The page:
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From: Tyler Luchko <tluchko.ualberta.ca>

Date: Fri, 2 Jul 2010 10:08:41 -0400

On 2010-07-01, at 12:16 PM, Andrey Frolov wrote:

*> Dear NAB and 3D-RISM Developers,
*

*>
*

*>
*

*> I would like to run some simulation in NAB of AmberTools with 3D-RISM
*

*> and i have some questions (in addition to my previous message):
*

*>
*

*> 1.
*

*> What is the "tolerance" statement (like:
*

*> mm_options("tolerance=1e-11");)? In manual it is written that this is
*

*> residual, but how actually it is calculated: is it a L2 norm for the 3D
*

*> total correlation functions h (or maybe c or gamma):
*

*>
*

*> tolerance = (\sum_{number of 3D functions} [ \int_{V} (h_new -
*

*> h_old) dV ] ) / {number of 3D functions}
*

*>
*

*> where h_new and h_old - 3D arrays functions of two subsequent
*

*> iterations.?
*

*>
*

The pair distribution function, g, is used (though h, c or gamma would also be acceptable). The residual is the root mean squared difference between the last two iterations.

residual = sqrt[(\sum (g_0(i,j,k) - g_1(i,j,k))^2)/ (Nx*Ny*Nz*Nspecies)]

*> 2.
*

*> If i gave a right definition of the "tolerance", why the proposed value
*

*> for minimization (and i suppose for one point calculation) with
*

*> 3D-RISM is so small 10-11? I suppose that the accuracy 10-5 is more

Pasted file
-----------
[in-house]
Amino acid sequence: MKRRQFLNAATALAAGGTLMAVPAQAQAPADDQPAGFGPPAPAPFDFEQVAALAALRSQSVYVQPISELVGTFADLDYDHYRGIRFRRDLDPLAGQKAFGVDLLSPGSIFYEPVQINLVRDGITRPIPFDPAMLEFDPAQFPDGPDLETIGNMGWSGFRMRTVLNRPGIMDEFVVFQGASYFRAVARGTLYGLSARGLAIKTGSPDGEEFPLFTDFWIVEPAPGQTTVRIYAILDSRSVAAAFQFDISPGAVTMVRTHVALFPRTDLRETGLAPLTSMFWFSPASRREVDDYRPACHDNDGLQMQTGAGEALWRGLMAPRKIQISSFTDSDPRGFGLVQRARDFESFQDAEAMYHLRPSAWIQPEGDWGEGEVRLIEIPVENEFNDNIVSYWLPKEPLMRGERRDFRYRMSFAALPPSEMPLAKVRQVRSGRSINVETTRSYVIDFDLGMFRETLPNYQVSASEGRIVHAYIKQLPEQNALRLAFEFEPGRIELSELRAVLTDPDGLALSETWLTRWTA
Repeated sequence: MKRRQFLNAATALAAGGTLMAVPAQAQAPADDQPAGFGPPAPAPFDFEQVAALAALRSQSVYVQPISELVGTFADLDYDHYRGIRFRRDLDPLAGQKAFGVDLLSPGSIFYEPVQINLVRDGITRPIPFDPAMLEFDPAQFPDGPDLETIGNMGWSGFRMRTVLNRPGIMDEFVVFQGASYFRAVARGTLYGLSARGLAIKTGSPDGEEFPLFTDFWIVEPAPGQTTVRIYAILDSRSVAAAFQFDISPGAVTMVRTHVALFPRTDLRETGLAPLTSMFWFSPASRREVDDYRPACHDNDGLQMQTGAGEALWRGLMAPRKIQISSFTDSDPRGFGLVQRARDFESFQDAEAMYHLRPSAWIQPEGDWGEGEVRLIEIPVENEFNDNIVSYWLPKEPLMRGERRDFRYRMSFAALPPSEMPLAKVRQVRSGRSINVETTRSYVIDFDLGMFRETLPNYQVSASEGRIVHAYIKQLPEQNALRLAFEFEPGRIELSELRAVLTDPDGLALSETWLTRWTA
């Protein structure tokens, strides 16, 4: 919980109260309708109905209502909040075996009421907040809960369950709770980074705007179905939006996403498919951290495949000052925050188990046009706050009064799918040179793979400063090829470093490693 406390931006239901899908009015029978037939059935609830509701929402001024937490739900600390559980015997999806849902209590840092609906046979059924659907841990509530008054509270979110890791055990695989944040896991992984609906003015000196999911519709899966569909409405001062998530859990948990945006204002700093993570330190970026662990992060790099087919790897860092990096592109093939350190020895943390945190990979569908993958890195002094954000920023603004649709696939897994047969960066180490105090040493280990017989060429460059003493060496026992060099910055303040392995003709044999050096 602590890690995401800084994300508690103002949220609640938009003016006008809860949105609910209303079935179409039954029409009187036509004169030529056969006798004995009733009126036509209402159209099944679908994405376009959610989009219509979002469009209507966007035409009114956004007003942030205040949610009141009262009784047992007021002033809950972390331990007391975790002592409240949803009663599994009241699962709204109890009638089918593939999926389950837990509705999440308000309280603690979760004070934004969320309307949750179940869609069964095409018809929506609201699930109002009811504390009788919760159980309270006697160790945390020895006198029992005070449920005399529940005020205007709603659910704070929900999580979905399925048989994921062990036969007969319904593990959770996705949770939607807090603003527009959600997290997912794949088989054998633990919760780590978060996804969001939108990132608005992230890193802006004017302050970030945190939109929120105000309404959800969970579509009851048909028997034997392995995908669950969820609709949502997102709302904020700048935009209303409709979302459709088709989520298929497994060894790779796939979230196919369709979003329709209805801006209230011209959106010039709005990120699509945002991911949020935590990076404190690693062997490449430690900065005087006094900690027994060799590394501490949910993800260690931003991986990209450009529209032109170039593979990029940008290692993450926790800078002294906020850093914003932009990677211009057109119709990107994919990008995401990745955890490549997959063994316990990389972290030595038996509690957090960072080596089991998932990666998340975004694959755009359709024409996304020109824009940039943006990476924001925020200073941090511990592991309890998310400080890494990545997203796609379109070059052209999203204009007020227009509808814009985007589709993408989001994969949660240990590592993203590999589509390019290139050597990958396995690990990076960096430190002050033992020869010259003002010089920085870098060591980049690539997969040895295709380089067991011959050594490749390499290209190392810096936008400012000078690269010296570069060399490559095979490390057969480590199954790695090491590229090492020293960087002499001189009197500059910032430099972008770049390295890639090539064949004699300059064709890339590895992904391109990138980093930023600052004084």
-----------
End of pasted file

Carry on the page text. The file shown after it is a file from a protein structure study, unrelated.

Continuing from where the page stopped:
*

*> the enough if we want to calculate chemical potential out of total
*

*> correlation functions.
*

*> Are there some obstacles that i do not see so far?
*

For minimizations it is important for the calculated gradient of the energy to be as close as possible to the true gradient of the calculated energy. Since 3D-RISM is a grid-based iterative calculation, the residual tolerance will affect how well the energy and the forces agree. Note that even for low tolerances, such as 1e-11, minimization will be practically limited to an RMS gradient of 1e-3 or 1e-4.

*> And what is an appropriate value of "tolerance" to use for 1 point
*

*> calculation of chemical potential without wasting too much of computer
*

*> resources?
*

It depends on the level of numerical precision you require. As a rough guide when calculating the solvation free energy, you can expect three significant digits for a tolerance of 1e-3, four for 1e-4 and five for 1e-5.

Hope this helps,

Tyler

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Received on Fri Jul 02 2010 - 07:30:05 PDT

Date: Fri, 2 Jul 2010 10:08:41 -0400

On 2010-07-01, at 12:16 PM, Andrey Frolov wrote:

The pair distribution function, g, is used (though h, c or gamma would also be acceptable). The residual is the root mean squared difference between the last two iterations.

residual = sqrt[(\sum (g_0(i,j,k) - g_1(i,j,k))^2)/ (Nx*Ny*Nz*Nspecies)]

For minimizations it is important for the calculated gradient of the energy to be as close as possible to the true gradient of the calculated energy. Since 3D-RISM is a grid-based iterative calculation, the residual tolerance will affect how well the energy and the forces agree. Note that even for low tolerances, such as 1e-11, minimization will be practically limited to an RMS gradient of 1e-3 or 1e-4.

It depends on the level of numerical precision you require. As a rough guide when calculating the solvation free energy, you can expect three significant digits for a tolerance of 1e-3, four for 1e-4 and five for 1e-5.

Hope this helps,

Tyler

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Received on Fri Jul 02 2010 - 07:30:05 PDT

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